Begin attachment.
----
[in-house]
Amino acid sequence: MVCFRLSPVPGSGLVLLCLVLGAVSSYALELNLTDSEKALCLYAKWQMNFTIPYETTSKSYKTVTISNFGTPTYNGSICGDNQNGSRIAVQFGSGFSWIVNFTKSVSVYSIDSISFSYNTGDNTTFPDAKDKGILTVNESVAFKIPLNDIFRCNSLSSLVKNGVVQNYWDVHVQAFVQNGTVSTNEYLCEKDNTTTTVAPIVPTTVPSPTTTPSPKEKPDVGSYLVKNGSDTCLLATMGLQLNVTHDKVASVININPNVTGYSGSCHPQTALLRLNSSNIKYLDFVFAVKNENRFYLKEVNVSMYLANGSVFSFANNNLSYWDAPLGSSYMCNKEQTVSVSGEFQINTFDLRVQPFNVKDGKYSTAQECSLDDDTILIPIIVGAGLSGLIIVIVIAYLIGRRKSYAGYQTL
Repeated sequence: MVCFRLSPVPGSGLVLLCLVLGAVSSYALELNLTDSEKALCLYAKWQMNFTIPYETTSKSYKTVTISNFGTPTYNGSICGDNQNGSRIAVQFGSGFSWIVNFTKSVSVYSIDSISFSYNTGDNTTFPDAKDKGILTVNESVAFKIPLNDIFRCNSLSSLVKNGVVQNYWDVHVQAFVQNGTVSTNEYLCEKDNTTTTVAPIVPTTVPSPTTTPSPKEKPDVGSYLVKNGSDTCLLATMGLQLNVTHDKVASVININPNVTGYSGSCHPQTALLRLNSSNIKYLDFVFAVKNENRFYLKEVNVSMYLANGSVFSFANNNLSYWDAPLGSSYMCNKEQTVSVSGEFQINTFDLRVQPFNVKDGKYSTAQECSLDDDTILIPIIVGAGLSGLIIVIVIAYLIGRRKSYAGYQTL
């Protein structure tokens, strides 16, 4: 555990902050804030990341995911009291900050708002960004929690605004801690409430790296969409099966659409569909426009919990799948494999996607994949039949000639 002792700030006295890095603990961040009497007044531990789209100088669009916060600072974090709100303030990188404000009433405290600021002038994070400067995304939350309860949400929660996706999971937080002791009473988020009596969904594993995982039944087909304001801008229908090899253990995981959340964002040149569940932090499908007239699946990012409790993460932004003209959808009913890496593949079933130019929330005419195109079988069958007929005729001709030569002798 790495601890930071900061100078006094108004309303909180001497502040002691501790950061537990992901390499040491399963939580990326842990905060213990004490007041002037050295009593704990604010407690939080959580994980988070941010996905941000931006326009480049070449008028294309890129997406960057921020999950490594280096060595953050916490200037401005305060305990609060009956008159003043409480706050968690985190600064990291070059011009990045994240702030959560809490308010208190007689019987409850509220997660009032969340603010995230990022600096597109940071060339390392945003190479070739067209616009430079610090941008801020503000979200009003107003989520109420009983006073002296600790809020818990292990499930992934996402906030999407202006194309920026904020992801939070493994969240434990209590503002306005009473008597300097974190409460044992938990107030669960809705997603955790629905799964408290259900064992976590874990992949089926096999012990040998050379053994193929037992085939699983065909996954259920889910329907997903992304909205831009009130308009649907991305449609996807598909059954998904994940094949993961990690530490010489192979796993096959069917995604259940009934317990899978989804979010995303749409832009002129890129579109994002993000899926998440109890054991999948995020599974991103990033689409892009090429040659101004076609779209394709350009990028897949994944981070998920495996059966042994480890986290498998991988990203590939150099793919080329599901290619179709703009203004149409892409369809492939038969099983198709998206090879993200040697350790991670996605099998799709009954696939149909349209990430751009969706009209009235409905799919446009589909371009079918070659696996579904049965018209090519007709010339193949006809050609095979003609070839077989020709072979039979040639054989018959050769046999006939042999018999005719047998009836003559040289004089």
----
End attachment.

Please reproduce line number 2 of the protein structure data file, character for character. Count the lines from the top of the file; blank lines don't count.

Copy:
Amino acid sequence: MVCFRLSPVPGSGLVLLCLVLGAVSSYALELNLTDSEKALCLYAKWQMNFTIPYETTSKSYKTVTISNFGTPTYNGSICGDNQNGSRIAVQFGSGFSWIVNFTKSVSVYSIDSISFSYNTGDNTTFPDAKDKGILTVNESVAFKIPLNDIFRCNSLSSLVKNGVVQNYWDVHVQAFVQNGTVSTNEYLCEKDNTTTTVAPIVPTTVPSPTTTPSPKEKPDVGSYLVKNGSDTCLLATMGLQLNVTHDKVASVININPNVTGYSGSCHPQTALLRLNSSNIKYLDFVFAVKNENRFYLKEVNVSMYLANGSVFSFANNNLSYWDAPLGSSYMCNKEQTVSVSGEFQINTFDLRVQPFNVKDGKYSTAQECSLDDDTILIPIIVGAGLSGLIIVIVIAYLIGRRKSYAGYQTL